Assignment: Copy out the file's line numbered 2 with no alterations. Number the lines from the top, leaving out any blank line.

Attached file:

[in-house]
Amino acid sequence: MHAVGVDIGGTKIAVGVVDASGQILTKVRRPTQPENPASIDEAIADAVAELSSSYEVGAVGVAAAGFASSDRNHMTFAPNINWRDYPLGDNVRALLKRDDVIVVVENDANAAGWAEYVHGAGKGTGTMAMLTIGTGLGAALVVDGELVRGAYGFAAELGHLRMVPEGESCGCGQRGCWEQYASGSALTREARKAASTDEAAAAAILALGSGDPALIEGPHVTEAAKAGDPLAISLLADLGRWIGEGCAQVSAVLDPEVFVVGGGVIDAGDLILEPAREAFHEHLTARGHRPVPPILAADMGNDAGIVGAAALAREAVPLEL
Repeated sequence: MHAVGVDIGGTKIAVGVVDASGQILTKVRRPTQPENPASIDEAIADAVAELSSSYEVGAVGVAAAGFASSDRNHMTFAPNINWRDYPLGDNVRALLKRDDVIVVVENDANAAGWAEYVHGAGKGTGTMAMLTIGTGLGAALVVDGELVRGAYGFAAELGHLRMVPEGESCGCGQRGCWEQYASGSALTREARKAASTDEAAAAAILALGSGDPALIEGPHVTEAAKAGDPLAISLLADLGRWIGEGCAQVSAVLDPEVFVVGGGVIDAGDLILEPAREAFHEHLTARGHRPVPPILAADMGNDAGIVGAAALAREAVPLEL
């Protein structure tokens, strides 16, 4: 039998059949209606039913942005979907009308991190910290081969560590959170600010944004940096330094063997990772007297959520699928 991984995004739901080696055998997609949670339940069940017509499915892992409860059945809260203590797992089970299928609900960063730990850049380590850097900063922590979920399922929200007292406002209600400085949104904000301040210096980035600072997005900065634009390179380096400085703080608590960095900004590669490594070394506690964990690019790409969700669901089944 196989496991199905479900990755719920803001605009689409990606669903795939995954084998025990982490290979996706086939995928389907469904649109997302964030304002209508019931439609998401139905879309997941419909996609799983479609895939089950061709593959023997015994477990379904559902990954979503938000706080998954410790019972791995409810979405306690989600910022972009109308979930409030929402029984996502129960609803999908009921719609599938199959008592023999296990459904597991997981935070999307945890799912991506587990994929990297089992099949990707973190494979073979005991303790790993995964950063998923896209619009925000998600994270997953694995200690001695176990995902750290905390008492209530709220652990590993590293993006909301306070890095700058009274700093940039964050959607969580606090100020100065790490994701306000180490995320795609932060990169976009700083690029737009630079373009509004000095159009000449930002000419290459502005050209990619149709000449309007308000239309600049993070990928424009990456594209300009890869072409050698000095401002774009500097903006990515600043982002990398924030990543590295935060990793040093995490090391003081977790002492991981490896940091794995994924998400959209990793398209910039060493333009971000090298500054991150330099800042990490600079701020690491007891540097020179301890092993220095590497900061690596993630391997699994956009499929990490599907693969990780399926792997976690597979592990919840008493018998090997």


Amino acid sequence: MHAVGVDIGGTKIAVGVVDASGQILTKVRRPTQPENPASIDEAIADAVAELSSSYEVGAVGVAAAGFASSDRNHMTFAPNINWRDYPLGDNVRALLKRDDVIVVVENDANAAGWAEYVHGAGKGTGTMAMLTIGTGLGAALVVDGELVRGAYGFAAELGHLRMVPEGESCGCGQRGCWEQYASGSALTREARKAASTDEAAAAAILALGSGDPALIEGPHVTEAAKAGDPLAISLLADLGRWIGEGCAQVSAVLDPEVFVVGGGVIDAGDLILEPAREAFHEHLTARGHRPVPPILAADMGNDAGIVGAAALAREAVPLEL